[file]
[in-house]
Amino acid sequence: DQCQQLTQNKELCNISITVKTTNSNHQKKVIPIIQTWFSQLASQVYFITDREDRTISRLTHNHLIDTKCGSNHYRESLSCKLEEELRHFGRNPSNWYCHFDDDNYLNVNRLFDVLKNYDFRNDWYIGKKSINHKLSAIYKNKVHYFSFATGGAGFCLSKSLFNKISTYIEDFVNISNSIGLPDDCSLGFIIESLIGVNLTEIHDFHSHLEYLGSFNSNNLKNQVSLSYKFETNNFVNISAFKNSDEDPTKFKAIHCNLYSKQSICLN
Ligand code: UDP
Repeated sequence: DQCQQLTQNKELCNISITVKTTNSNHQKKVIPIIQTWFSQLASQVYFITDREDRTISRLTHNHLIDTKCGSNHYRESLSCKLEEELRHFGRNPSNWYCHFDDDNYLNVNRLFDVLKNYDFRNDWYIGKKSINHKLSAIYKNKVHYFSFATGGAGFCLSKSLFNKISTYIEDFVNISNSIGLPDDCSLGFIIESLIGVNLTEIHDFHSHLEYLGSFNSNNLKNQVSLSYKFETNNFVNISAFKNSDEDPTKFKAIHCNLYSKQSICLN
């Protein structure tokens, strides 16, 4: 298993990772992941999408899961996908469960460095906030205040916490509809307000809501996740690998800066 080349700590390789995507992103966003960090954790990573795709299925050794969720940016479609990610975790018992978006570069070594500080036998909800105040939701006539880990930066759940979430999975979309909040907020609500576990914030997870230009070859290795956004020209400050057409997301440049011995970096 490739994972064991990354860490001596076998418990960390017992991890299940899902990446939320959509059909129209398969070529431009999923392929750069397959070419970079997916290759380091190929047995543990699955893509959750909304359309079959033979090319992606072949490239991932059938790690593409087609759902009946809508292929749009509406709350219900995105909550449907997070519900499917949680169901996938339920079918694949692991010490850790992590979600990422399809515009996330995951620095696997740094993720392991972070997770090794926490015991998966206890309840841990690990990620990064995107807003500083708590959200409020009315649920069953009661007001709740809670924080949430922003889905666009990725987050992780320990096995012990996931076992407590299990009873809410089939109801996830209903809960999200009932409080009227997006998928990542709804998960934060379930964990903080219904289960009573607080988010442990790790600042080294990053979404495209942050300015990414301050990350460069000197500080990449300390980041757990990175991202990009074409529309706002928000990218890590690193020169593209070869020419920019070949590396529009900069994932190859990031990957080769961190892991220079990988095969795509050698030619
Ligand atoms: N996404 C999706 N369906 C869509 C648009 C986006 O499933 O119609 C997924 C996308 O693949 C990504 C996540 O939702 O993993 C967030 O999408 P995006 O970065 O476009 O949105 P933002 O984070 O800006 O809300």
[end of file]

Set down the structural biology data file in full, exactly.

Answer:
[in-house]
Amino acid sequence: DQCQQLTQNKELCNISITVKTTNSNHQKKVIPIIQTWFSQLASQVYFITDREDRTISRLTHNHLIDTKCGSNHYRESLSCKLEEELRHFGRNPSNWYCHFDDDNYLNVNRLFDVLKNYDFRNDWYIGKKSINHKLSAIYKNKVHYFSFATGGAGFCLSKSLFNKISTYIEDFVNISNSIGLPDDCSLGFIIESLIGVNLTEIHDFHSHLEYLGSFNSNNLKNQVSLSYKFETNNFVNISAFKNSDEDPTKFKAIHCNLYSKQSICLN
Ligand code: UDP
Repeated sequence: DQCQQLTQNKELCNISITVKTTNSNHQKKVIPIIQTWFSQLASQVYFITDREDRTISRLTHNHLIDTKCGSNHYRESLSCKLEEELRHFGRNPSNWYCHFDDDNYLNVNRLFDVLKNYDFRNDWYIGKKSINHKLSAIYKNKVHYFSFATGGAGFCLSKSLFNKISTYIEDFVNISNSIGLPDDCSLGFIIESLIGVNLTEIHDFHSHLEYLGSFNSNNLKNQVSLSYKFETNNFVNISAFKNSDEDPTKFKAIHCNLYSKQSICLN
């Protein structure tokens, strides 16, 4: 298993990772992941999408899961996908469960460095906030205040916490509809307000809501996740690998800066 080349700590390789995507992103966003960090954790990573795709299925050794969720940016479609990610975790018992978006570069070594500080036998909800105040939701006539880990930066759940979430999975979309909040907020609500576990914030997870230009070859290795956004020209400050057409997301440049011995970096 490739994972064991990354860490001596076998418990960390017992991890299940899902990446939320959509059909129209398969070529431009999923392929750069397959070419970079997916290759380091190929047995543990699955893509959750909304359309079959033979090319992606072949490239991932059938790690593409087609759902009946809508292929749009509406709350219900995105909550449907997070519900499917949680169901996938339920079918694949692991010490850790992590979600990422399809515009996330995951620095696997740094993720392991972070997770090794926490015991998966206890309840841990690990990620990064995107807003500083708590959200409020009315649920069953009661007001709740809670924080949430922003889905666009990725987050992780320990096995012990996931076992407590299990009873809410089939109801996830209903809960999200009932409080009227997006998928990542709804998960934060379930964990903080219904289960009573607080988010442990790790600042080294990053979404495209942050300015990414301050990350460069000197500080990449300390980041757990990175991202990009074409529309706002928000990218890590690193020169593209070869020419920019070949590396529009900069994932190859990031990957080769961190892991220079990988095969795509050698030619
Ligand atoms: N996404 C999706 N369906 C869509 C648009 C986006 O499933 O119609 C997924 C996308 O693949 C990504 C996540 O939702 O993993 C967030 O999408 P995006 O970065 O476009 O949105 P933002 O984070 O800006 O809300």